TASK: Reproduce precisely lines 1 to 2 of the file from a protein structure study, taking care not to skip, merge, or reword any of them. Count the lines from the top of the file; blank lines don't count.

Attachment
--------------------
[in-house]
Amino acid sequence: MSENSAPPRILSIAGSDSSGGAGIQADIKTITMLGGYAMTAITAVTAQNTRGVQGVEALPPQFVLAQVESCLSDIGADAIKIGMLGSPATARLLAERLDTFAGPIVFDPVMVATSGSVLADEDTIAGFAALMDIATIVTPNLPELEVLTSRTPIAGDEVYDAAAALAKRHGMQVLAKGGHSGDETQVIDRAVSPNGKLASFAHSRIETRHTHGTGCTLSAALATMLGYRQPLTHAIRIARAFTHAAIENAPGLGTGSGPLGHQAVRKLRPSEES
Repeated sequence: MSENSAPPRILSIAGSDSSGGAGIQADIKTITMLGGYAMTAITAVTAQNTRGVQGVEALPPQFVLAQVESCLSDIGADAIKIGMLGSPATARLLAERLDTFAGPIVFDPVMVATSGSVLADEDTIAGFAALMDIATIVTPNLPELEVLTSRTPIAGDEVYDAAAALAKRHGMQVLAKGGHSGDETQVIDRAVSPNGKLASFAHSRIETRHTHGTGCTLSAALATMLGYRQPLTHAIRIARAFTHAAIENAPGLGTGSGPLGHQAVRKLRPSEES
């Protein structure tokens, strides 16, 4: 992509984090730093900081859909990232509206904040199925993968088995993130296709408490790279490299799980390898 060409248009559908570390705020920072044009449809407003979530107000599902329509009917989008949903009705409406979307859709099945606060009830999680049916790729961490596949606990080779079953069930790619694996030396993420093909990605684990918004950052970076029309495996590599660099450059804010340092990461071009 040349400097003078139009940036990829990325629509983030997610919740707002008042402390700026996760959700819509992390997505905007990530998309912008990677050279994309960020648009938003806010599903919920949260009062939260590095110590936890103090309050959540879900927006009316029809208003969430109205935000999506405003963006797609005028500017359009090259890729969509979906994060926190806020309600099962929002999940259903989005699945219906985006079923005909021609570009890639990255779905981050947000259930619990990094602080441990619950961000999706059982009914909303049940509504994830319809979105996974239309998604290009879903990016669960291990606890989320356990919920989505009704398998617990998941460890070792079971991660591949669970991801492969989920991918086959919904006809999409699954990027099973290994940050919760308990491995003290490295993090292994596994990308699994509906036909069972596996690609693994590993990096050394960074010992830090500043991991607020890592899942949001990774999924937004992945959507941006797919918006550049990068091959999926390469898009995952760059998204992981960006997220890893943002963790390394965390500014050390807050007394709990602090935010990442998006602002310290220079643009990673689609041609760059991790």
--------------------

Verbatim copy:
[in-house]
Amino acid sequence: MSENSAPPRILSIAGSDSSGGAGIQADIKTITMLGGYAMTAITAVTAQNTRGVQGVEALPPQFVLAQVESCLSDIGADAIKIGMLGSPATARLLAERLDTFAGPIVFDPVMVATSGSVLADEDTIAGFAALMDIATIVTPNLPELEVLTSRTPIAGDEVYDAAAALAKRHGMQVLAKGGHSGDETQVIDRAVSPNGKLASFAHSRIETRHTHGTGCTLSAALATMLGYRQPLTHAIRIARAFTHAAIENAPGLGTGSGPLGHQAVRKLRPSEES